Chinese birth rituals



For the Chinese, the family is regarded as the primary unit of society. A birth within the family therefore holds special significance for the community, and is associated with a number of rituals. Although traditional birth observances have largely given way to practical concerns, the importance of this event continues to be marked by the practice of simplified rituals.1

Pre-natal birth rituals
Chinese pre-natal birth observances involve both rituals of avoidance and  protection so as to ensure the security of the mother and unborn child.2 Many rituals of avoidance are associated with the belief that the position of the foetus should not be disturbed in any way, and that failure to do so might result in a difficult birth, miscarriage or injury to the child. Expectant mothers are, therefore, strongly discouraged from moving furniture or renovating the house during their pregnancy. In addition, they are urged to avoid activities such as digging, slaughtering, hammering and looking at unsightly images as these would lead to undesirable consequences. Expectant mothers should also refrain from uttering words that are considered taboo or offensive to deities and spirits.3

Chinese mothers also abstain from certain types of food during their pregnancy that are believed to be harmful to the baby. For example, pregnant Cantonese women are warned against consuming mutton as the Cantonese word for the meat has the same pronunciation as the word for epilepsy. On the other hand, Hokkien mothers are advised to avoid crabs as it is believed that doing so will result in the birth of a naughty child – literally born with as many “hands” as a crab. “Cooling” foods, which are associated with the reduction of heat or vitality, are also avoided as they may weaken the womb. At the same time, it is believed that certain foods should be taken to help strengthen the womb and ensure a smooth delivery. To give the child a smooth and fair complexion, expected mothers are recommended to take gingko fruits and strips of dried soya paste.4

Rituals of protection practised by some Chinese families is the offering of prayers to the goddesses Bodhisattva Guan Yin (Goddess of Mercy) and Jin Hua Fu Ren (Lady Golden Flower) to ensure the well-being of both mother and child.5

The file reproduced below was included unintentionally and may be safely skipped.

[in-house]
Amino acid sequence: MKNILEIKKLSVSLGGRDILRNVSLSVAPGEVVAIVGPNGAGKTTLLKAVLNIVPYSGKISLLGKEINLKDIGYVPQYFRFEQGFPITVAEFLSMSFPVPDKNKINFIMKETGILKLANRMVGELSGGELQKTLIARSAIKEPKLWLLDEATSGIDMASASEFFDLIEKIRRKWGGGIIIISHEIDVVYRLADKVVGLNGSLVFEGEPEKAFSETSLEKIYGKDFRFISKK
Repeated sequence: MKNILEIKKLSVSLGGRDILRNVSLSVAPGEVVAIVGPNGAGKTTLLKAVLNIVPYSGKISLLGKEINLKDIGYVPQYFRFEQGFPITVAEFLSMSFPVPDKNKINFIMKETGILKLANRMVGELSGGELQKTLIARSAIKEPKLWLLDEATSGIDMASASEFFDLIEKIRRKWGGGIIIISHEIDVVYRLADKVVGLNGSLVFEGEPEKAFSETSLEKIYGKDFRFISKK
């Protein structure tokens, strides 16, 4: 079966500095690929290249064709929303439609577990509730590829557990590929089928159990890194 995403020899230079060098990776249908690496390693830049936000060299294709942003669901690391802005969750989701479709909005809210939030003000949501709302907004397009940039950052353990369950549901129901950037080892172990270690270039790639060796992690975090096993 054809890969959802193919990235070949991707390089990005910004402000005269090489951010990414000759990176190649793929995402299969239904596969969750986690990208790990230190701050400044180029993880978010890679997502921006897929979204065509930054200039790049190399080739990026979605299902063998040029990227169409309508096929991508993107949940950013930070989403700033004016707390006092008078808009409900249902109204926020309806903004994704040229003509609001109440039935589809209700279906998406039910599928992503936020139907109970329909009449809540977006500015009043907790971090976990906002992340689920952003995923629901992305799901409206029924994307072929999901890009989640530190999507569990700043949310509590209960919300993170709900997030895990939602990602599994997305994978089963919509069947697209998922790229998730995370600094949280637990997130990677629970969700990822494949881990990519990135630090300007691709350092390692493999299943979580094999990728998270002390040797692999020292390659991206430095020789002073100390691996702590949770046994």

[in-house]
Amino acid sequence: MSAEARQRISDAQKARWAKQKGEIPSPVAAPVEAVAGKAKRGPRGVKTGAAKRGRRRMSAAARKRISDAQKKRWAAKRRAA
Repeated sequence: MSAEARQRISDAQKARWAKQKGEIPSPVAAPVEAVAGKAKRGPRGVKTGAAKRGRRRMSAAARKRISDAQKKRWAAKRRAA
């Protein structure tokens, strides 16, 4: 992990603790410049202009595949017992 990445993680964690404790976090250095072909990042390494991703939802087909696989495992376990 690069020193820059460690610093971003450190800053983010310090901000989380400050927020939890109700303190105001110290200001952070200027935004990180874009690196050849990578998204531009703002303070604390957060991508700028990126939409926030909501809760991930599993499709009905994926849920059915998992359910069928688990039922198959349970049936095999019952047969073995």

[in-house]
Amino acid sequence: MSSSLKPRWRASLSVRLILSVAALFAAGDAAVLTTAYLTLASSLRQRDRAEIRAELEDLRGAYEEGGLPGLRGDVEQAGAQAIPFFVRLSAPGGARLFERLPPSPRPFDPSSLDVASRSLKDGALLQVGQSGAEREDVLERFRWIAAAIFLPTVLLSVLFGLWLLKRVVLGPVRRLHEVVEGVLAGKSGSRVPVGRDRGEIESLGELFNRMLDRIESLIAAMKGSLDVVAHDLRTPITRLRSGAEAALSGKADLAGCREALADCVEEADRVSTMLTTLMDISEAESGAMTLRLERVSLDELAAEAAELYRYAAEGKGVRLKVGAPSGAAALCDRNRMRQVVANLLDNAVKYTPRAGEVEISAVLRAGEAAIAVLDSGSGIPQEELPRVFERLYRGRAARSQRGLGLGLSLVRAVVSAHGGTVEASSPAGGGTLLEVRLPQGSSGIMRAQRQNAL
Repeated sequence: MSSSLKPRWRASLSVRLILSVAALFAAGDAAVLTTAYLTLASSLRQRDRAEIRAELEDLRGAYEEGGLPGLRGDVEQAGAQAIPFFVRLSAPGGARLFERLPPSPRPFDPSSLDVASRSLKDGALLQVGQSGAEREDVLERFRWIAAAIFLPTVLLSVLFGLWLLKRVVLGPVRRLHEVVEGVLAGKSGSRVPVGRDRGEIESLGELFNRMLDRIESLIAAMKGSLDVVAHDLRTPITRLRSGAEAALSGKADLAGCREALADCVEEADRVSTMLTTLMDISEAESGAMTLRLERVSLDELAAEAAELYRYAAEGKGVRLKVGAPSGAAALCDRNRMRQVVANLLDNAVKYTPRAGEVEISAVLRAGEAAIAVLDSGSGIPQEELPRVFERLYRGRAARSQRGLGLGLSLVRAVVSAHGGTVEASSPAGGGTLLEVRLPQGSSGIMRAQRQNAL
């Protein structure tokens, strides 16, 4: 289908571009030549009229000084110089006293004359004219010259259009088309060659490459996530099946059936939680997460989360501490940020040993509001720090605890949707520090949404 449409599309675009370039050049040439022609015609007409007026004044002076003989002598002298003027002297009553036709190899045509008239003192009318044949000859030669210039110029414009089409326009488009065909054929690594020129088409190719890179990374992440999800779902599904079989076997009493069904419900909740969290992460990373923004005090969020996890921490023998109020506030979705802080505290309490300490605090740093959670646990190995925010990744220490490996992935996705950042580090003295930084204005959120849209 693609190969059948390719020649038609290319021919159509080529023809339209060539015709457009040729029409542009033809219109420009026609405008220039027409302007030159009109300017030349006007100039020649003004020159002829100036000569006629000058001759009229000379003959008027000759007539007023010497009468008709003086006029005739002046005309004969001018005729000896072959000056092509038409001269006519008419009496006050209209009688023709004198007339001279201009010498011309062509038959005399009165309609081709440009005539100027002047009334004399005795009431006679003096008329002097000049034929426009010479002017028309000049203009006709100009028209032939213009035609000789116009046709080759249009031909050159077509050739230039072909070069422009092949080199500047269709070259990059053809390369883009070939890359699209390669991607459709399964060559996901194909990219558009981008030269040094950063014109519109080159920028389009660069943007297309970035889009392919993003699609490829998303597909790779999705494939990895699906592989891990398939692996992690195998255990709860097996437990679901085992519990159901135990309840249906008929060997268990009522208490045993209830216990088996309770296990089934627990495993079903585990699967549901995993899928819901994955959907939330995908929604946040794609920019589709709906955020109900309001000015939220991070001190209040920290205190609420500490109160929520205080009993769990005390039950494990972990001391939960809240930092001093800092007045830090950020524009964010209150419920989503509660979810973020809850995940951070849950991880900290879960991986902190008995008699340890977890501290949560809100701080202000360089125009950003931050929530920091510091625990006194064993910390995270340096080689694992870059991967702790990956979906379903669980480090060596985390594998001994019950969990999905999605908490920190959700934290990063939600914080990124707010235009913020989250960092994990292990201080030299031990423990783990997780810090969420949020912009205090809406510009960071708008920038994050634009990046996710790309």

Post-natal birth rituals
The birth of a baby is usually followed by three customary rituals: confinement of the mother for a period of 30 days, ensuring that she is fed an appropriate and nutritious confinement diet, and making offerings to ancestors and deities.6

Upon the birth of the baby, the mother is expected to remain at home during the zuo yue (坐月) or “30-day confinement period”. Complete rest facilitates her recuperation and she is encouraged to consume certain foods, in particular a dish of braised pig’s trotters with ginger and vinegar. These supposedly help the mother regain her strength, regulate her body temperature and dispel air from the womb.7

Today, Singaporean Chinese families continue to observe all the three birth rituals to a limited extent. The demands of contemporary life, such as more women entering the workforce, the breakdown of the extended family system and the high expense of domestic help, have made it increasingly difficult for mothers to strictly practise these rituals.8

First month celebrations
The Chinese regard the completion of the full 30 days since birth as the first birthday of the child or its “full moon”. While the practice of rituals and scale of celebration may vary, most families still celebrate the 30th day or man yue (满月) of the baby’s birth.9

As man yue marks the beginning of the child’s life in the community, his impending good health, happiness and success are paramount concerns of the celebrations. The belief is that these goals are attainable only if the appropriate words are spoken, the right behaviour exemplified, and the necessary ritual symbols used.10

This milestone also marks the time that the mother is allowed to take her first bath and wash her hair, while the ritual of hair shaving is also performed on the baby on this day. In some families, the baby would be dressed in new clothes, preferably red, as well as adorned with gold accessories to be presented to ancestors and deities at home. This is to inform the ancestors of the new addition to the household and to appeal to the spirits to protect the newborn.11